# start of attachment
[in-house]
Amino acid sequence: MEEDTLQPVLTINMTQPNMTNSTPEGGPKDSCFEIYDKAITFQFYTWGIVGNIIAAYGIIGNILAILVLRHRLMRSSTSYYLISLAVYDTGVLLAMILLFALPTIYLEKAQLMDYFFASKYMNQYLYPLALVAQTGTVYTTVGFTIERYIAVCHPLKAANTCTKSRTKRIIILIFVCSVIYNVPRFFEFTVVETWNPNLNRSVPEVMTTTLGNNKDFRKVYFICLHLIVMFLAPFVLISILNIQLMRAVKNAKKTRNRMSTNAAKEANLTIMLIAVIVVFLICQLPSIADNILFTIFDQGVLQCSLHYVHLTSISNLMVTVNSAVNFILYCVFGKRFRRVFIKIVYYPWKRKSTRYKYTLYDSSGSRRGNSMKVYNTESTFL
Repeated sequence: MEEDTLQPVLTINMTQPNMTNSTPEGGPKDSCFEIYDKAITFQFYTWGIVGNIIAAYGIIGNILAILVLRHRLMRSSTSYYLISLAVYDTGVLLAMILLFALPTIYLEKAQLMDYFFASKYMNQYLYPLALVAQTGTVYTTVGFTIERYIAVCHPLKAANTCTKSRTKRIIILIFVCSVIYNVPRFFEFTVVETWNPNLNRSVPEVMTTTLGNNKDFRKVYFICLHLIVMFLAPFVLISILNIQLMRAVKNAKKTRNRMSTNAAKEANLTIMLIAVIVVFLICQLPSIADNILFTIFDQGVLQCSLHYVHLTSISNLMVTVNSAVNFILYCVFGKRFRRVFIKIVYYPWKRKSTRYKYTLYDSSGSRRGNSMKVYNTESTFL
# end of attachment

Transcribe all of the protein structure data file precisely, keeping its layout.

[in-house]
Amino acid sequence: MEEDTLQPVLTINMTQPNMTNSTPEGGPKDSCFEIYDKAITFQFYTWGIVGNIIAAYGIIGNILAILVLRHRLMRSSTSYYLISLAVYDTGVLLAMILLFALPTIYLEKAQLMDYFFASKYMNQYLYPLALVAQTGTVYTTVGFTIERYIAVCHPLKAANTCTKSRTKRIIILIFVCSVIYNVPRFFEFTVVETWNPNLNRSVPEVMTTTLGNNKDFRKVYFICLHLIVMFLAPFVLISILNIQLMRAVKNAKKTRNRMSTNAAKEANLTIMLIAVIVVFLICQLPSIADNILFTIFDQGVLQCSLHYVHLTSISNLMVTVNSAVNFILYCVFGKRFRRVFIKIVYYPWKRKSTRYKYTLYDSSGSRRGNSMKVYNTESTFL
Repeated sequence: MEEDTLQPVLTINMTQPNMTNSTPEGGPKDSCFEIYDKAITFQFYTWGIVGNIIAAYGIIGNILAILVLRHRLMRSSTSYYLISLAVYDTGVLLAMILLFALPTIYLEKAQLMDYFFASKYMNQYLYPLALVAQTGTVYTTVGFTIERYIAVCHPLKAANTCTKSRTKRIIILIFVCSVIYNVPRFFEFTVVETWNPNLNRSVPEVMTTTLGNNKDFRKVYFICLHLIVMFLAPFVLISILNIQLMRAVKNAKKTRNRMSTNAAKEANLTIMLIAVIVVFLICQLPSIADNILFTIFDQGVLQCSLHYVHLTSISNLMVTVNSAVNFILYCVFGKRFRRVFIKIVYYPWKRKSTRYKYTLYDSSGSRRGNSMKVYNTESTFL